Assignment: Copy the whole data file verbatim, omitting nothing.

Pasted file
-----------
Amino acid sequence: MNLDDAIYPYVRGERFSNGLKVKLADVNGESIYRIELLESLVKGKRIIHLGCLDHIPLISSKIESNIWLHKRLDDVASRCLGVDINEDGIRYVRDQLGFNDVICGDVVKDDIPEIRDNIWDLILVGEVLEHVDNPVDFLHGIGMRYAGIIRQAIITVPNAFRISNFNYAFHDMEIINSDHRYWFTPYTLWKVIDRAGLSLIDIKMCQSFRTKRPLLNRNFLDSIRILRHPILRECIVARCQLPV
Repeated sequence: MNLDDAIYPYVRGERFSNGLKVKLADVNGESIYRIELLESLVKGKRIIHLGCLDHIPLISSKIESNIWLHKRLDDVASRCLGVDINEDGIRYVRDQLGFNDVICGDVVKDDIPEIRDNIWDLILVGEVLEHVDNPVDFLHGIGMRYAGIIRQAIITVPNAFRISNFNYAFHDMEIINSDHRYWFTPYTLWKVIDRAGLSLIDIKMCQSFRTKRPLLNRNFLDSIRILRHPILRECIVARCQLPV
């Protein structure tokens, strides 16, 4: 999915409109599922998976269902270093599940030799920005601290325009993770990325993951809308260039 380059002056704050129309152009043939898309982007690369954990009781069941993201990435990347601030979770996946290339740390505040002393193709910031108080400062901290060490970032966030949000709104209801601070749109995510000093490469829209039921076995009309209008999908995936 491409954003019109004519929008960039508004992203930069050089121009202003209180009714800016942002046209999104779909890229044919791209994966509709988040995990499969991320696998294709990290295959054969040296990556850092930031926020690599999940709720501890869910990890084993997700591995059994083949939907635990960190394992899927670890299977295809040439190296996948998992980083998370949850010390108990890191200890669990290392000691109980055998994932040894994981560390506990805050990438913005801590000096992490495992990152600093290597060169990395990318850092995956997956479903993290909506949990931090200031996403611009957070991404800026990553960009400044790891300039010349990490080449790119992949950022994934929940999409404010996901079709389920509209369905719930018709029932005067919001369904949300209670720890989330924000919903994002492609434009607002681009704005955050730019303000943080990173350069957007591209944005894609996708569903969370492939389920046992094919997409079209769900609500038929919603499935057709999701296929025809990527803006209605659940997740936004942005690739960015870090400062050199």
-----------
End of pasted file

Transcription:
Amino acid sequence: MNLDDAIYPYVRGERFSNGLKVKLADVNGESIYRIELLESLVKGKRIIHLGCLDHIPLISSKIESNIWLHKRLDDVASRCLGVDINEDGIRYVRDQLGFNDVICGDVVKDDIPEIRDNIWDLILVGEVLEHVDNPVDFLHGIGMRYAGIIRQAIITVPNAFRISNFNYAFHDMEIINSDHRYWFTPYTLWKVIDRAGLSLIDIKMCQSFRTKRPLLNRNFLDSIRILRHPILRECIVARCQLPV
Repeated sequence: MNLDDAIYPYVRGERFSNGLKVKLADVNGESIYRIELLESLVKGKRIIHLGCLDHIPLISSKIESNIWLHKRLDDVASRCLGVDINEDGIRYVRDQLGFNDVICGDVVKDDIPEIRDNIWDLILVGEVLEHVDNPVDFLHGIGMRYAGIIRQAIITVPNAFRISNFNYAFHDMEIINSDHRYWFTPYTLWKVIDRAGLSLIDIKMCQSFRTKRPLLNRNFLDSIRILRHPILRECIVARCQLPV
């Protein structure tokens, strides 16, 4: 999915409109599922998976269902270093599940030799920005601290325009993770990325993951809308260039 380059002056704050129309152009043939898309982007690369954990009781069941993201990435990347601030979770996946290339740390505040002393193709910031108080400062901290060490970032966030949000709104209801601070749109995510000093490469829209039921076995009309209008999908995936 491409954003019109004519929008960039508004992203930069050089121009202003209180009714800016942002046209999104779909890229044919791209994966509709988040995990499969991320696998294709990290295959054969040296990556850092930031926020690599999940709720501890869910990890084993997700591995059994083949939907635990960190394992899927670890299977295809040439190296996948998992980083998370949850010390108990890191200890669990290392000691109980055998994932040894994981560390506990805050990438913005801590000096992490495992990152600093290597060169990395990318850092995956997956479903993290909506949990931090200031996403611009957070991404800026990553960009400044790891300039010349990490080449790119992949950022994934929940999409404010996901079709389920509209369905719930018709029932005067919001369904949300209670720890989330924000919903994002492609434009607002681009704005955050730019303000943080990173350069957007591209944005894609996708569903969370492939389920046992094919997409079209769900609500038929919603499935057709999701296929025809990527803006209605659940997740936004942005690739960015870090400062050199």